Visiting for the first time since the site upgrade? Read what's new!
Street View is the best available vantage point looking, if possible, towards the location of the building. In some locations, Street View may not give a view of the actual building, or may not be available at all. Where it is not available, the satellite view is shown instead.
Latitude: 55.7637 / 55°45'49"N
Longitude: -2.0089 / 2°0'31"W
OS Eastings: 399540
OS Northings: 652262
OS Grid: NT995522
Mapcode National: GBR G1DS.WQ
Mapcode Global: WH9YK.3DN9
Entry Name: Gravestone of John Mackay Wilson, Churchyard
Location: Berwick-upon-Tweed, Northumberland, TD15
Traditional County: Northumberland
Lieutenancy Area (Ceremonial County): Northumberland
Listing Date: 8 December 2009
Source: Historic England
English Heritage Legacy ID: 506548
Source ID: 1393565
BERWICK UPON TWEED
622/0/10056 CHURCH ROAD
GRAVESTONE OF JOHN MACKAY WILSON, CHUR
Headstone erected 1835 to John Mackay Wilson (1804-1835)
MATERIALS: sandstone, now painted
A tall rectangular monument situated in Tweedmouth Cemetery, with fluted pilasters flanking the epitaph, carrying an entablature with a frieze of floral motifs. The stone has a stepped parapet, formerly surmounted by a stone urn, now missing. The rear is of similar form but largely plain. The inscription reads: Erected/to the Memory/of/JOHN MACKAY/ WILSON/who died 2nd. October 1835, /in the 31st. year of his age. / This Stone Erected to his/ Memory by his Widow/SARAH WILSON. / The above/JOHN MACKAY WILSON/poet & author of /'The Tales of the Borders',/Born at Tweedmouth on 15, August. /1804.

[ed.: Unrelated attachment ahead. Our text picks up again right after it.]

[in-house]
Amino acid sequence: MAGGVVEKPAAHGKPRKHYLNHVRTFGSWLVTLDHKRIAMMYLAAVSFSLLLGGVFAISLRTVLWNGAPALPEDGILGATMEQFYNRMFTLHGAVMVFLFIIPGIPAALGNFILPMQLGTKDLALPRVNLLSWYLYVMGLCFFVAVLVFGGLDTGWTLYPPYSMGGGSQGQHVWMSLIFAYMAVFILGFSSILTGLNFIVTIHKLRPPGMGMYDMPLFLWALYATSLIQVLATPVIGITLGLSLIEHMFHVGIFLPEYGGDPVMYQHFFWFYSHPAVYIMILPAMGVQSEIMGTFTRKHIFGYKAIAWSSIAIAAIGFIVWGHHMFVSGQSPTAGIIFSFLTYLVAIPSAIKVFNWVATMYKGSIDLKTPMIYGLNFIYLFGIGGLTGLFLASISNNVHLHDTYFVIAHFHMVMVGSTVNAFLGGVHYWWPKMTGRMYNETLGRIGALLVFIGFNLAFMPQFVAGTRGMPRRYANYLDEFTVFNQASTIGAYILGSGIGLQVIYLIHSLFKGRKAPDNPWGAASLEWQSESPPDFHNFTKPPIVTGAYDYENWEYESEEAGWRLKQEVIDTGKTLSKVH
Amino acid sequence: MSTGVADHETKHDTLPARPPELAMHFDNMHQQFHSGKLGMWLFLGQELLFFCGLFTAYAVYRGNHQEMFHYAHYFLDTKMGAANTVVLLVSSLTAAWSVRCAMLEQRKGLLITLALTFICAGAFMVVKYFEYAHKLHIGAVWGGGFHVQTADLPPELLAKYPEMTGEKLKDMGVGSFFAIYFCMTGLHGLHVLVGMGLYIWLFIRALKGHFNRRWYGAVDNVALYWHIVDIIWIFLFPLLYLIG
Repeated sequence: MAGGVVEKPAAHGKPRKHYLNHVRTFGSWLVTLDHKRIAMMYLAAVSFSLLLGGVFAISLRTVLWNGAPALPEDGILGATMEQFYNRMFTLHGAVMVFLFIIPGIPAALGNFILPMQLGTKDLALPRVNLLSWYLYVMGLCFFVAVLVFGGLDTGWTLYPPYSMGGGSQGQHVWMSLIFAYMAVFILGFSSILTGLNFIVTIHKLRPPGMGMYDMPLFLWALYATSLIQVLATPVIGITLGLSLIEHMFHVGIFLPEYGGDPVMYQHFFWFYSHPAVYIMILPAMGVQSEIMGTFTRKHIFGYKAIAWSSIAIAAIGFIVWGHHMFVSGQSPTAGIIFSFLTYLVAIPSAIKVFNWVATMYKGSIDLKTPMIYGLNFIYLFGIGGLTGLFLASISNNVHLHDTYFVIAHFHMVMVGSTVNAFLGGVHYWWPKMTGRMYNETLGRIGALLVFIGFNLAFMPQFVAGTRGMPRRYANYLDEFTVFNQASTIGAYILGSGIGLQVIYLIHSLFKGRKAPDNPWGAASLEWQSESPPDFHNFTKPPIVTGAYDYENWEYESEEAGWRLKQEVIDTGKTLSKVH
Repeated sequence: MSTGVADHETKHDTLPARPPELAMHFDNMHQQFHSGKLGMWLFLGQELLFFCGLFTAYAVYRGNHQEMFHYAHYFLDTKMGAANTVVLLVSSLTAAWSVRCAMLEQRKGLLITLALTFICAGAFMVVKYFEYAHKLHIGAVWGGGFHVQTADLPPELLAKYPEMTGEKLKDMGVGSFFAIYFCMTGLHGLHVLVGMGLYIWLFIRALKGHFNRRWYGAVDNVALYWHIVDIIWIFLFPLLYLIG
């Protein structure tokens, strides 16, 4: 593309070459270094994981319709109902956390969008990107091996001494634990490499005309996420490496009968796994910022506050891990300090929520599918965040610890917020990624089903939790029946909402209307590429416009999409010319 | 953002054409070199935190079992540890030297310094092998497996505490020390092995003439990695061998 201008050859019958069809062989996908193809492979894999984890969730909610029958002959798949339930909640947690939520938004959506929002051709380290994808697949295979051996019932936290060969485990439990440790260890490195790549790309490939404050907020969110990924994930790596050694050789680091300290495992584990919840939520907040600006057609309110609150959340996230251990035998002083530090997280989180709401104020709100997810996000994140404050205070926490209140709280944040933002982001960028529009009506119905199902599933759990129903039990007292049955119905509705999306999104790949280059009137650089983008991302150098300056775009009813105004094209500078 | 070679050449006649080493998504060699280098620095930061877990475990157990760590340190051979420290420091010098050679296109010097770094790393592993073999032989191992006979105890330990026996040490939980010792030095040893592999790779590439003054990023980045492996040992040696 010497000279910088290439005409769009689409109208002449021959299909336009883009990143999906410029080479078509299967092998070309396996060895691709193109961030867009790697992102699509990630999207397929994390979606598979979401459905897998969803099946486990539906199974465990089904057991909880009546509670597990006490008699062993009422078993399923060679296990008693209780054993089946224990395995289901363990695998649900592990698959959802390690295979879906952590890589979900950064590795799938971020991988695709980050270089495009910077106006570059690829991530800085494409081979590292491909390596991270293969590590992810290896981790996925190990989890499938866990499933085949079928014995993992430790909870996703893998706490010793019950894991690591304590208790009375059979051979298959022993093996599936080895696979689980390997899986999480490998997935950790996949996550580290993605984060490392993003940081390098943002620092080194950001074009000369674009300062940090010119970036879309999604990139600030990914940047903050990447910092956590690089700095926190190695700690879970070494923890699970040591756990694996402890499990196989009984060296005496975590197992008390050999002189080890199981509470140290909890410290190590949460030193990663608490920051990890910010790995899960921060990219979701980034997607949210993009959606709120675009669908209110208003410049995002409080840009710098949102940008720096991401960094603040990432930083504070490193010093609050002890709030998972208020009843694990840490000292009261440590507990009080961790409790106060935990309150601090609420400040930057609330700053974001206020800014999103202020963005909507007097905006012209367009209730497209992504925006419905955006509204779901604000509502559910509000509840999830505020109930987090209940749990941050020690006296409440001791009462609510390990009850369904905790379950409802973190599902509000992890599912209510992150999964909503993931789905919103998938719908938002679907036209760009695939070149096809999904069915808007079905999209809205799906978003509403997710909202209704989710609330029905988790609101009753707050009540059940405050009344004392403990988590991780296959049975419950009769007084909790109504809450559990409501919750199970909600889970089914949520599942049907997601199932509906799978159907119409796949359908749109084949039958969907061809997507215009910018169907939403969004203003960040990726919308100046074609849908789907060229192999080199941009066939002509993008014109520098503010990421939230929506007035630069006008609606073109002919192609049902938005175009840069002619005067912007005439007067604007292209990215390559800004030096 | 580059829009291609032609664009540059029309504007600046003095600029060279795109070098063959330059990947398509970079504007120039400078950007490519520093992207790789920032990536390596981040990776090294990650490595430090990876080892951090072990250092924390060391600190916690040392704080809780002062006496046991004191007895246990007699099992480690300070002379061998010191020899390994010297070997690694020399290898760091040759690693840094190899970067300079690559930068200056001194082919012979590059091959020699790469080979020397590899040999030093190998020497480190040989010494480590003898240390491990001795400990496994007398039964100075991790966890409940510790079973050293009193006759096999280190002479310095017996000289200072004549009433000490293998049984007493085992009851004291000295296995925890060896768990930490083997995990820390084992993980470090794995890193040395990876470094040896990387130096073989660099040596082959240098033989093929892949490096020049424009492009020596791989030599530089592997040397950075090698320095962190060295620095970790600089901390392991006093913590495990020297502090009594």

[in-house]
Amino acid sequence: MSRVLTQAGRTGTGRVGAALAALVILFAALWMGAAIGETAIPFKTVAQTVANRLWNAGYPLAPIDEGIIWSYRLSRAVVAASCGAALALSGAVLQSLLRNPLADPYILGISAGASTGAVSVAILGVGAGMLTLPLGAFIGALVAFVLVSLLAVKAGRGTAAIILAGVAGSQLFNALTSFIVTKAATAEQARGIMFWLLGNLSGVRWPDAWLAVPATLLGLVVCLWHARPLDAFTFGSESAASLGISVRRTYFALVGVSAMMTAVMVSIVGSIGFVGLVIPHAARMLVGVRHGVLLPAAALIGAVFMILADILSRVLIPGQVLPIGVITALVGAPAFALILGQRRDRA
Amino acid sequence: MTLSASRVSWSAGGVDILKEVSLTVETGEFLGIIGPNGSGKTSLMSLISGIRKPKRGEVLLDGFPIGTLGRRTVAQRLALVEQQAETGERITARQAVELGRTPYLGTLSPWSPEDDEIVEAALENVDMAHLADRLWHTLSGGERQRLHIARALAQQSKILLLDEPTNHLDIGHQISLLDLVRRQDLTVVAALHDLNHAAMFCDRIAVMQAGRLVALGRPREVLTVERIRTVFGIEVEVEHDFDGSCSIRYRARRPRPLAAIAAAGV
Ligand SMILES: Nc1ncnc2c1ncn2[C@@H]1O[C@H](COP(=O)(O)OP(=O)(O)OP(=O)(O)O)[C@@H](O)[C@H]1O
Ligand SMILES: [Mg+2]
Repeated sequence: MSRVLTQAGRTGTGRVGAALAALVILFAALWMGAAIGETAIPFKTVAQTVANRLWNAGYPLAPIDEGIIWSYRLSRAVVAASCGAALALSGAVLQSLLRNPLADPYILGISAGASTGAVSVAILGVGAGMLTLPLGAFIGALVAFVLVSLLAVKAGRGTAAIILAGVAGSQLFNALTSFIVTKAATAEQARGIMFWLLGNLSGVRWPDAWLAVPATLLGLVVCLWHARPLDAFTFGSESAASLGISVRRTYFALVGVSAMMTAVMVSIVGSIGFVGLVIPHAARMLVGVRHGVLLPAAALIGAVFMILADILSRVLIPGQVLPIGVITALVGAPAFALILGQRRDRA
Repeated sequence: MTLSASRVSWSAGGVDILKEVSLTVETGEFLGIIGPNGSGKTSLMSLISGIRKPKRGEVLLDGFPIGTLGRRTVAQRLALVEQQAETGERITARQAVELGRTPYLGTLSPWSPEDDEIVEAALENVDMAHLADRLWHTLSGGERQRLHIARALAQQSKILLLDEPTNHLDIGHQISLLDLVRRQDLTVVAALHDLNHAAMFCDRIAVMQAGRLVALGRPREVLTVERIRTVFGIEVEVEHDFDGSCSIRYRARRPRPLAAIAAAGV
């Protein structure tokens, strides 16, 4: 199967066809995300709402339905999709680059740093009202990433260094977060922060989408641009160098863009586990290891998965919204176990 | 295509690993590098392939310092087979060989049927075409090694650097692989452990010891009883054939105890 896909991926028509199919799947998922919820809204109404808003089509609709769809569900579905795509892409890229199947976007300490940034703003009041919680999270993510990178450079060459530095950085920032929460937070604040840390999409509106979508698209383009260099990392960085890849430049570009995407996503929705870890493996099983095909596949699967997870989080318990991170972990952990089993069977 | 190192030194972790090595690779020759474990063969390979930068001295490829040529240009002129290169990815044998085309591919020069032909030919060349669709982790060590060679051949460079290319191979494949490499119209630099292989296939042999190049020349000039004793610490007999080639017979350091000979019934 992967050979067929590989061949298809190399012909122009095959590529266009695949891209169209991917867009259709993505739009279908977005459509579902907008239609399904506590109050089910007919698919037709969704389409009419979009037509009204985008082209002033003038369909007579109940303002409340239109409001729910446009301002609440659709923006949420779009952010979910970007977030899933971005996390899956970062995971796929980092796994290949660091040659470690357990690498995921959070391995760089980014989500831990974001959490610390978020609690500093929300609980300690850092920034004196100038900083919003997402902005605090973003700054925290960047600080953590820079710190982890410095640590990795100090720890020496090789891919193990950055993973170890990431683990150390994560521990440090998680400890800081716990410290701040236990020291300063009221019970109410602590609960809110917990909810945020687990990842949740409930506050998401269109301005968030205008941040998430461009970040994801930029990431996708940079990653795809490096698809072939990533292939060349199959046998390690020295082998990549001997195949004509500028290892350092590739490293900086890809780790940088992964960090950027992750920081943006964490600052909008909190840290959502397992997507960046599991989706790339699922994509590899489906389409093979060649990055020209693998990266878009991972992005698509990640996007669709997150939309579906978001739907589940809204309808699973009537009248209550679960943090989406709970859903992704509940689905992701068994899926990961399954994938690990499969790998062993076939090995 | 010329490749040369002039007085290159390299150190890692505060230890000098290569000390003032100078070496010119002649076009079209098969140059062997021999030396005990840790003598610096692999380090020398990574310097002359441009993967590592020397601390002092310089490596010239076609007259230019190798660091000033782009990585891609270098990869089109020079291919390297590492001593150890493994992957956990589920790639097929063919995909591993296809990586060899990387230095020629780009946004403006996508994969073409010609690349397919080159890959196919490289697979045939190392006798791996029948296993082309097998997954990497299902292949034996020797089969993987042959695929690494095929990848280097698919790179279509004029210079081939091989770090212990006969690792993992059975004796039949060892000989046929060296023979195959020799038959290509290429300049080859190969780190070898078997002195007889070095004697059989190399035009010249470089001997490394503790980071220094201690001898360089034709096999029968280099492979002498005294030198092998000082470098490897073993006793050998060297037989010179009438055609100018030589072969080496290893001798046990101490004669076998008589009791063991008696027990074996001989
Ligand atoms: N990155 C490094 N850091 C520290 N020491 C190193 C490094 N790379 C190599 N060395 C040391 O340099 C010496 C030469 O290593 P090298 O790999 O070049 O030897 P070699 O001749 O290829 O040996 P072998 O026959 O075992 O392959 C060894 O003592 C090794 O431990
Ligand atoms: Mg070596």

HISTORY: John Mackay Wilson was born in Tweedmouth in August 1804 and died at the age of 31 in October 1835. He worked, with varying degrees of success, as a printer, lecturer in literature and as editor of the Berwick Advertiser. Towards the end of his life in 1834, Wilson published on a weekly basis `The Tales of The Borders', popular in Britain and America and which capitalised on the current taste for the traditional-looking Scottish stories created by Sir Walter Scott. Weekly circulation rose steadily from 2000 to 16000-17000. In all 48 numbers were published, comprising 73 tales including the part autobiographical 'The Poor Scholar'. The series was continued after Wilson's death by his brother and then extended by Alexander Leighton a contemporary Scottish literary figure of national significance.
SOURCES: ET. W. Bayne, `Wilson, John Mackay (bap. 1804, d. 1835), rev. H. C. G. Matthew, Oxford Dictionary of National Biography, Oxford University Press, 2004 http://www.oxforddnb.com/view/article/29673, accessed 8 March 2009
REASONS FOR DESIGNATION: This head stone to John Mackay Wilson of 1835, is designated for the following principal reasons:
* Its imposing scale and well-executed neo-classical decoration
* Mackay Wilson is a figure of national significance for his `Tales of the Borders' volumes
* It has Group Value with the adjacent listed church, in whose graveyard it is located
* It is unusual to see an epitaph refer to published works in this period
This text is from the original listing, and may not necessarily reflect the current setting of the building.
Source links go to a search for the specified title at Amazon. Availability of the title is dependent on current publication status. You may also want to check AbeBooks, particularly for older titles.
Other nearby listed buildings